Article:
A Helping of Courage


If giving up something precious meant guaranteed your success in life, what is it that you would let go of and forever walk away from?  When you think of an answer to this question, you don’t immediately begin to think of handing me things like your safety and health or livelihood do you?

This is the question being asked by the movie “The Help”, and if you are alive, human, and have 8 dollars you should definitely take 2 hours and 12 minutes out of your life to let it interrogate you.

Based on Kathryn Stockett’s 2009 novel of the same name, the movie places its focus on the early 1960s (get used to this trend) and the plight of the African-American maid.  Two of these maids engage in the risky business of telling their life stories to a struggling, young, white, unmarried, journalist.  While the backdrop of the film is Jim Crow Era Mississippi, racism isn’t the real monster that the movie confronts.

If it were, it would be an easier film to watch.

If the movie were solely about racial prejudice, most of us could watch it today and feel let off the hook because  the struggle for civil rights has long since convinced us of the ironic inequity of  the “separate yet equal” movement.  Instead, the “The Help” is a movie about the self centeredness that drives us to marginalize others in our attempts to validate ourselves.

Whether it’s racism in it’s most blatant or subtle state, sexism, or classism, “The Help” continually confronts us with the disturbing notion that we choose to define ourselves by how we’ve elevated ourselves above “our competition.”  It also painfully illustrates that the human unwillingness to let go of our desired way of life, and the safety and livelihood that it seemingly ensures, is what enslaves us to a life lived in crippling fear and bitterness.

It’s refreshingly honest, surprisingly bold, and remarkably subtle for a movie that centers itself on subject matter that we all already agree is wrong.  It also points out how self-centeredness keeps us silent as we are being oppressed.

While most of us don’t consciously identify with a wealthy person who fears losing their privileged way of living, we do understand the struggle of the person desperate to hang on to what little money and dignity that they have left.

That’s probably our biggest problem.

Our self-centeredness doesn’t allow us to identify with the oppressor, only the oppressed.  That’s why the most remarkable aspect of the movie is not found in its reverent depiction of the servants, but in its portrayal of the unconscious and self-righteous oppressor.  No one in the movie believes that they are a racist (because they know someone worse) and everyone believes that they are doing the “Christian” thing as they defend a way of life that marginalizes every other person in their community regardless of color.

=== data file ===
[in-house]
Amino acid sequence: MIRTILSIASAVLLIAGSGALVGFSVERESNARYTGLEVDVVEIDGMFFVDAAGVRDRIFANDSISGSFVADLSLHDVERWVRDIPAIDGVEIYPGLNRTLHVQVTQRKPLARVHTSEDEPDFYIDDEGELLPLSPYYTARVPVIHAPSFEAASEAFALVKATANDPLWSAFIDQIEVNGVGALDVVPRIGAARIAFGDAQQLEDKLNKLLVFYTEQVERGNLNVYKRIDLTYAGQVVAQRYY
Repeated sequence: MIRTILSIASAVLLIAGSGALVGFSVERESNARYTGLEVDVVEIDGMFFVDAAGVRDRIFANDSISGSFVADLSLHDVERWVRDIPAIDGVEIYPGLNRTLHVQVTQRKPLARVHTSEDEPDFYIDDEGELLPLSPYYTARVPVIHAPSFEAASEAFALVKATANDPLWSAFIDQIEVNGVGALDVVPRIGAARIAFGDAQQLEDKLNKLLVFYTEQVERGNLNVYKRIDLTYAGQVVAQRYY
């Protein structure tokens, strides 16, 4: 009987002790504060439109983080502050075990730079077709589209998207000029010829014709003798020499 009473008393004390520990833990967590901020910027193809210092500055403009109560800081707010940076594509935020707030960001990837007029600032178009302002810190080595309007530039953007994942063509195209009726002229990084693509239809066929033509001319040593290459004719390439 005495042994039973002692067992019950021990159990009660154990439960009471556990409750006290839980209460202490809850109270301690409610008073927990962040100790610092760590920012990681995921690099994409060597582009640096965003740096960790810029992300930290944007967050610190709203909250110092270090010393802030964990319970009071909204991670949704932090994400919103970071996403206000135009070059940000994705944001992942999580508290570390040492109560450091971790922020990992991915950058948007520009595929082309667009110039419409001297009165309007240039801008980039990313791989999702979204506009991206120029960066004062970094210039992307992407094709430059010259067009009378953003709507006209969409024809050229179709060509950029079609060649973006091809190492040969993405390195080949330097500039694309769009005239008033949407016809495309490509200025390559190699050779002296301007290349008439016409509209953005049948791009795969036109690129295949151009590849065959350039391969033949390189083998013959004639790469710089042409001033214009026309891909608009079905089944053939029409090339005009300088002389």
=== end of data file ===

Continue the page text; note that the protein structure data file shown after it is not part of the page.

As the movie surges through it’s paces it becomes clear that change comes to a person who submits themselves in obedience to the commands of God.  It’s the ability to place our most precious assets in the hands of God that gives us the courage to stand for what is right… even if that means walking away from the life or lifestyle that we dearly love.

“The Help” succeeds where other lesser movies fail because in the end there is a human toll that is paid not just for sin, but also for righteousness.  Placing what is most precious to us in the hands of God is not an exercise in comfort and safety, but in dangerous obedience.

Those of us who choose to do so are able to learn that success is not an achievement of the will followed by a never ending battle to maintain our station and hoard of treasures, but a subordination of the will that produces a life of generosity and courage that is funded by the deep and rich righteousness of God.


“For this reason I kneel before the Father,  from whom every family in heaven and on earth derives its name.  I pray that out of his glorious riches he may strengthen you with power through his Spirit in your inner being,  so that Christ may dwell in your hearts through faith. And I pray that you, being rooted and established in love, may have power, together with all the Lord’s holy people, to grasp how wide and long and high and deep is the love of Christ, and to know this love that surpasses knowledge—that you may be filled to the measure of all the fullness of God.”  -Ephesians 3:14-19

One Response to “A Helping of Courage”

  1. Sharon O August 17, 2011 at 12:11 pm #

    I have read many wonderful reviews about this movie, yours included. The next thing to do is to go see it and observe the movie as others have written. Thank you…

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